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The U.S. Supreme Court’s May 22, 2017, decision in TC Heartland LLC v. Kraft Foods Group Brands LLC, 137 S.Ct. 1514 has dramatically impacted the demographics of patent infringement lawsuits in the United States. Since the TC Heartland decision, the patent bar has observed a major shift in where plaintiffs choose to file new patent cases. Far fewer patent lawsuits have been filed in the Eastern District of Texas while far more have been filed in venues like the District of Delaware and the Northern District of California. This article examines the impact of TC Heartland with a focus on recent Federal Circuit decisions applying TC Heartland and further clarifying the scope of where patent cases may be filed.
By David S. Gold
Branding is not a new concept, nor are the various intellectual property laws that protect brands. What is new to most is how this burgeoning industry can take advantage of those laws within the context of state and federal restrictions.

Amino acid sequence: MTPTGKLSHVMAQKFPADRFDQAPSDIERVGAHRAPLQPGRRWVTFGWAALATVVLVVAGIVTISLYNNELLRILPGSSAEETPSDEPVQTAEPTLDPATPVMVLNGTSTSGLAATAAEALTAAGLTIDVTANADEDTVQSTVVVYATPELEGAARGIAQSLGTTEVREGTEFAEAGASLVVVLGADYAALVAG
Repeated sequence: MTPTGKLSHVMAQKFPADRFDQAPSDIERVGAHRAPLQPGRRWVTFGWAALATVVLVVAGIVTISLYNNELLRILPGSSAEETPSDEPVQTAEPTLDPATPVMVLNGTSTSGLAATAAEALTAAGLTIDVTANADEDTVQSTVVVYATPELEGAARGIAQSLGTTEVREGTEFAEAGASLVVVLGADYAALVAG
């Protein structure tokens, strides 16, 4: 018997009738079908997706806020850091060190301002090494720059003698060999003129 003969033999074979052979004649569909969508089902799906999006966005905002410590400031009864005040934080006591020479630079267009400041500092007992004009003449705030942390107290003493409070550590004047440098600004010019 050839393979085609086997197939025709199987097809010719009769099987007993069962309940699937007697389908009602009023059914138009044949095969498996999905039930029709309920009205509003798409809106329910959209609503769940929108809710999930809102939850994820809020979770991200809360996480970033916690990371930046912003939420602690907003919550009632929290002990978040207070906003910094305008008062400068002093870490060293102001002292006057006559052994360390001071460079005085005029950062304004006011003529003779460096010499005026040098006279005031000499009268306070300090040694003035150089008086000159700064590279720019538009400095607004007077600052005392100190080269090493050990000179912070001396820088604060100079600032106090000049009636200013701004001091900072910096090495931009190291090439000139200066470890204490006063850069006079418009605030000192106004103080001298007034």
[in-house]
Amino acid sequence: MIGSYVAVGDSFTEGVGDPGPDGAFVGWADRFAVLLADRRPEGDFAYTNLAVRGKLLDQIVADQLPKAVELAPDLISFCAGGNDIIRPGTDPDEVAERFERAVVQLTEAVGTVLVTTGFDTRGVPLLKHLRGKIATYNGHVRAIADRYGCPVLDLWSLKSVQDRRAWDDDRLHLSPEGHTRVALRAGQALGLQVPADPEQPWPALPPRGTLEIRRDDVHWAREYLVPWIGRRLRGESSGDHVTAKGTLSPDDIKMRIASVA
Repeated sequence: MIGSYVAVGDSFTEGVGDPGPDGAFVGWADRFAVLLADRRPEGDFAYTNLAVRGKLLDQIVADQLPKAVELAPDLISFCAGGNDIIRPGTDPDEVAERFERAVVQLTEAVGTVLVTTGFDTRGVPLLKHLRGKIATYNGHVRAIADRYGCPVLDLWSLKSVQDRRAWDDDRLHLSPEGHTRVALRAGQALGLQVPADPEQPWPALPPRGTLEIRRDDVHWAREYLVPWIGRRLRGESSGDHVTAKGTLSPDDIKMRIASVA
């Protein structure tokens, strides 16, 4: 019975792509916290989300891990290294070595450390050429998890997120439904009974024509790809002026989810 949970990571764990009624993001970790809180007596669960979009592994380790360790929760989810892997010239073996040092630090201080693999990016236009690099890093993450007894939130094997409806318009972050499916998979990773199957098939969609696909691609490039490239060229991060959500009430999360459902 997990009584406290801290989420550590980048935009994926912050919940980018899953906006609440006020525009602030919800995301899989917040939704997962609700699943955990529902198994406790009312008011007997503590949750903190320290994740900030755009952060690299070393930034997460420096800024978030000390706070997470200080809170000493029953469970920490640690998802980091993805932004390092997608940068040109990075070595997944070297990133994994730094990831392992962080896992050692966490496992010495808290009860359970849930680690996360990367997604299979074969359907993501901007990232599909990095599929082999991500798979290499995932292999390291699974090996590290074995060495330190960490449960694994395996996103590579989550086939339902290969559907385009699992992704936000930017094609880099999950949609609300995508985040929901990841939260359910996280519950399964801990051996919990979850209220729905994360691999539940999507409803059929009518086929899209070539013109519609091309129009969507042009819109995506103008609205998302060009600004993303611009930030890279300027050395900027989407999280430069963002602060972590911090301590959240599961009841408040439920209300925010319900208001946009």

By Tom Gushue
The owner of a commercially successful patent may have competing desires. On one hand, the patent owner wants to protect the patent and secure its maximum benefit; on the other hand, the patent owner wants to avoid enforcement litigation with competitors because it is expensive and puts the patent at risk.
By Glenn E.J. Murphy
Many observers greeted the passage of the AIA into law as a long-overdue overhaul of U.S. patent law that aligned it with patent systems prevailing in the rest of the world. Who knew what mischief just seven of the AIA’s more than 25,000 words contained? The U.S. Supreme Court answered earlier this year.
By Norman C. Simon and Patrick J. Campbell
The decision in Romag Fasteners v. Fossil will bring welcome uniformity, ending the status quo where eligibility to recover profits under the Lanham Act depends on which court is deciding the dispute